More millionaires once called New Jersey home, but times have changed. A new study finds the Garden State turned a $98 billion net influx in household wealth into a net outflow of $70 billion over the past decade-what study authors call a “a near total reversal of the flow.” (See p. 2)


So what changed? The study doesn’t say, but the Wall Street Journal notes that taxes on incomes starting at $500,000 increased 40 percent, from 6.37 percent to 8.97 percent beginning in 2004. Today, New Jersey faces a $2.2 billion budget deficit. Governor Chris Christie proposed freezing some spending and coming “to terms with the fact that we cannot spend money on everything we want. Today, the days of Alice in Wonderland budgeting in Trenton end.” Experts agree that New Jersey can no longer tax and spend its way to fiscal solvency. Still, Gov. Christie’s proposed $475 million education spending freeze is causing controversy.


Adopting a tax-credit scholarship program, a policy embraced by two states favored by New Jersey’s well-heeled tax refugees (Florida and Pennsylvania), could help expand education options for families of all socio-economic backgrounds, as well as yield higher annual savings than the proposed spending freeze.


At nearly $17,000 per student, New Jersey is a grade-A public-school spender. Its public schooling system also receives nearly one out of every four dollars the state spends (See p.10, Table 5). Yet for all that spending, a majority of New Jersey fourth and eighth graders is not proficient in reading or math. Such poor productivity is unsustainable, and now is the time to adopt a tax-credit scholarship program.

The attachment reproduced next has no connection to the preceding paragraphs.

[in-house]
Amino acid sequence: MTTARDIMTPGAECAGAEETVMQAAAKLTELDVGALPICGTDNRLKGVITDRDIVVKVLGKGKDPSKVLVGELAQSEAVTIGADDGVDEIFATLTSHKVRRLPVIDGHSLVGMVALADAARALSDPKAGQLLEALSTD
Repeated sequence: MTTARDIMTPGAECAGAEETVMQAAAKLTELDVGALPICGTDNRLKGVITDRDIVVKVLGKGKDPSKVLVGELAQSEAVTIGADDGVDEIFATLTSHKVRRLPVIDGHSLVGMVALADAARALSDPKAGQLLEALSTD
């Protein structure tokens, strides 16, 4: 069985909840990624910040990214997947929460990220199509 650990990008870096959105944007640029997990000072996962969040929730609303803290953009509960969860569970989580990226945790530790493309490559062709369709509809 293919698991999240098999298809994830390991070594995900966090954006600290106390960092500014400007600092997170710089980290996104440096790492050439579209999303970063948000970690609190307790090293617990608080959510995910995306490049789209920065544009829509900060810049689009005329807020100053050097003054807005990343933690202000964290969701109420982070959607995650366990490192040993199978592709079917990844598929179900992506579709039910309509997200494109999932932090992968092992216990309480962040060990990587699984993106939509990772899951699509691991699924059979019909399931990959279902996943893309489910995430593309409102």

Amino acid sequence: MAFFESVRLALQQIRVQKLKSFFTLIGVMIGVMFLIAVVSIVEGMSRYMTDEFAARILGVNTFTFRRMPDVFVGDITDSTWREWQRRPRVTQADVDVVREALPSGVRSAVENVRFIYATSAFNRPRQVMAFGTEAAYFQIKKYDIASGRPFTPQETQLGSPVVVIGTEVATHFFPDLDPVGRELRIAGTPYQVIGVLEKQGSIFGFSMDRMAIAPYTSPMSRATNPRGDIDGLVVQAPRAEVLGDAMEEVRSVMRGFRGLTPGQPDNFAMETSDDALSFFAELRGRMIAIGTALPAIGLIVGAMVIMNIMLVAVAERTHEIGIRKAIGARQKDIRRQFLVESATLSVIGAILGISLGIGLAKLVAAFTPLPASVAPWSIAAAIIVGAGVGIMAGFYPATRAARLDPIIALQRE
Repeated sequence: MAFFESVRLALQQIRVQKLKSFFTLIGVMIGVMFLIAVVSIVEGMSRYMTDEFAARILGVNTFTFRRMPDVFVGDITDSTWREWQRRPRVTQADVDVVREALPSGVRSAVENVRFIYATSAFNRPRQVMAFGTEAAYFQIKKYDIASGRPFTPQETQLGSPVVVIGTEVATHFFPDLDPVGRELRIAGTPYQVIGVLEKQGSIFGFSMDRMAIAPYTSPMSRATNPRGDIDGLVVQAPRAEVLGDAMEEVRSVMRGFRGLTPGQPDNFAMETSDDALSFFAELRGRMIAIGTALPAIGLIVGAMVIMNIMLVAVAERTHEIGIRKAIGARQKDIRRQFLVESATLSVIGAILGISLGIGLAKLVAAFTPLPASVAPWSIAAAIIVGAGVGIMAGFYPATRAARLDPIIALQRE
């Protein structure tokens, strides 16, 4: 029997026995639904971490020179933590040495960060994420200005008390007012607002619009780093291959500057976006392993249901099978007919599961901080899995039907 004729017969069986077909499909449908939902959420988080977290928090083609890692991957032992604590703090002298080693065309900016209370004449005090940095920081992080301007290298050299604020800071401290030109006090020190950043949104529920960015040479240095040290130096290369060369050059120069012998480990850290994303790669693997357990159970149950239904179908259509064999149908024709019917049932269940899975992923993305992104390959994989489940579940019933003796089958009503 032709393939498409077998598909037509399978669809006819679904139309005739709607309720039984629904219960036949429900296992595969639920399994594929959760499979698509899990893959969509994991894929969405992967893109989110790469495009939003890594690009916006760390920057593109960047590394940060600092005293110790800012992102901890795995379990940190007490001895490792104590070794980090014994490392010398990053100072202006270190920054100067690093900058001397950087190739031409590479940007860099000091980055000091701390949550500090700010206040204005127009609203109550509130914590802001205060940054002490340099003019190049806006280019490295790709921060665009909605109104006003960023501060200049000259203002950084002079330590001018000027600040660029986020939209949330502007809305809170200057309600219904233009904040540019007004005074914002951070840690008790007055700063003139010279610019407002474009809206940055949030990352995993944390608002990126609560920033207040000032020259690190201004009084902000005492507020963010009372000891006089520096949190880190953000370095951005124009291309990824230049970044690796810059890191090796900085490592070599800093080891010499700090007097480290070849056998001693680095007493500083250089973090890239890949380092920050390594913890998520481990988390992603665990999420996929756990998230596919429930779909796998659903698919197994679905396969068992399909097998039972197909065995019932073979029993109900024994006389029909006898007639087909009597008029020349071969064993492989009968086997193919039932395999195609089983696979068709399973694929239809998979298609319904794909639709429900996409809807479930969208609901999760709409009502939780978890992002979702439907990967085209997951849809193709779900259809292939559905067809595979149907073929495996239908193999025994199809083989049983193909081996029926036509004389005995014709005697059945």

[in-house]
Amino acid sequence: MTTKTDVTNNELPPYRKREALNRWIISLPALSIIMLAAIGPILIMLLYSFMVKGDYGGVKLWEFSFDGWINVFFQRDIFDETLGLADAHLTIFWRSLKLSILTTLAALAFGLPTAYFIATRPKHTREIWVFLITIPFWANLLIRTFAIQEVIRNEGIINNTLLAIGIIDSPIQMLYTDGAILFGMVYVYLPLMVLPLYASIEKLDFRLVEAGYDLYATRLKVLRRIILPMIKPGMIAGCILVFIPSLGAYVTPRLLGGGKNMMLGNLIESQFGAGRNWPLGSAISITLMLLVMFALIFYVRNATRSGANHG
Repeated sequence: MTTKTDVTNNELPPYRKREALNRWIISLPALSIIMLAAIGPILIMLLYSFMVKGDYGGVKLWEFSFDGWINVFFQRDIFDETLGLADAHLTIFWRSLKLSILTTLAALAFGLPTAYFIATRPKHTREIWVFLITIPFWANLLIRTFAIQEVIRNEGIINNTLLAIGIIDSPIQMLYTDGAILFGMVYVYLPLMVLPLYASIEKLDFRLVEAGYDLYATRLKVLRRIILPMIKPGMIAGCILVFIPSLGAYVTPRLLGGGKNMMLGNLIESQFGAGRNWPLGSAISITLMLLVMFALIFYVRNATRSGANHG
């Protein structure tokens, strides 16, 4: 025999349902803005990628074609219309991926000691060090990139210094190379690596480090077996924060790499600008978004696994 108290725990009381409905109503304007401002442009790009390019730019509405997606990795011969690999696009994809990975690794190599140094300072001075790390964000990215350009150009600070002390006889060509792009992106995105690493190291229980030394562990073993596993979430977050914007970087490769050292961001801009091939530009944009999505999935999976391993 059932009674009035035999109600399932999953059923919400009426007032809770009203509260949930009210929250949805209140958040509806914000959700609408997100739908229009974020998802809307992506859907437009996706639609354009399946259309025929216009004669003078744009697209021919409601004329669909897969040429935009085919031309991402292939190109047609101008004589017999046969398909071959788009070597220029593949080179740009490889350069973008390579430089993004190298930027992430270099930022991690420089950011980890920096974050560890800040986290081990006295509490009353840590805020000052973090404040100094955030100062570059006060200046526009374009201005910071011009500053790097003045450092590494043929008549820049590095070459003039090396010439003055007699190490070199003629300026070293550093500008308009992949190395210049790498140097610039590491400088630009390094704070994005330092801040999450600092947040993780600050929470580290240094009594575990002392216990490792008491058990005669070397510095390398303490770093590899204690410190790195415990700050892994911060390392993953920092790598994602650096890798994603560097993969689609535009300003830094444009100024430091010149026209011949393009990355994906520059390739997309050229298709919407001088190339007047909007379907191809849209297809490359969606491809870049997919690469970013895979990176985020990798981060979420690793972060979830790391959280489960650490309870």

These programs let taxpayers claim a credit against their state income tax liability for charitable contributions to non-profit scholarship-granting organizations. There are currently nine tax-credit programs in seven states that allow individuals and/or businesses to make such tax-deductible contributions.


If New Jersey adopted such a tax-credit scholarship program, a $500 million savings could be achieved if around 3 percent of public-school students used scholarships worth $5,000 to attend private schools instead. There would be an up-front revenue loss, as with any allowable tax credit, of $215 million. But not having to educate 3.1 percent of students in public schools would save the state nearly $722 million-for a net annual savings of more than $506 million. Scholarship amounts could be pro-rated according to family income and size and still generate such savings.


Thus, a Garden State tax-credit scholarship program could achieve ongoing savings, while expanding education options for families and introducing competitive pressure for all New Jersey schools to improve-benefitting students and taxpayers now and years from now.


NOTE: A more extensive op-ed on this subject appeared in the Feb. 16, 2010, edition of the Ashbury Park Press. See: Tax-credit scholarships could ease school funding burden.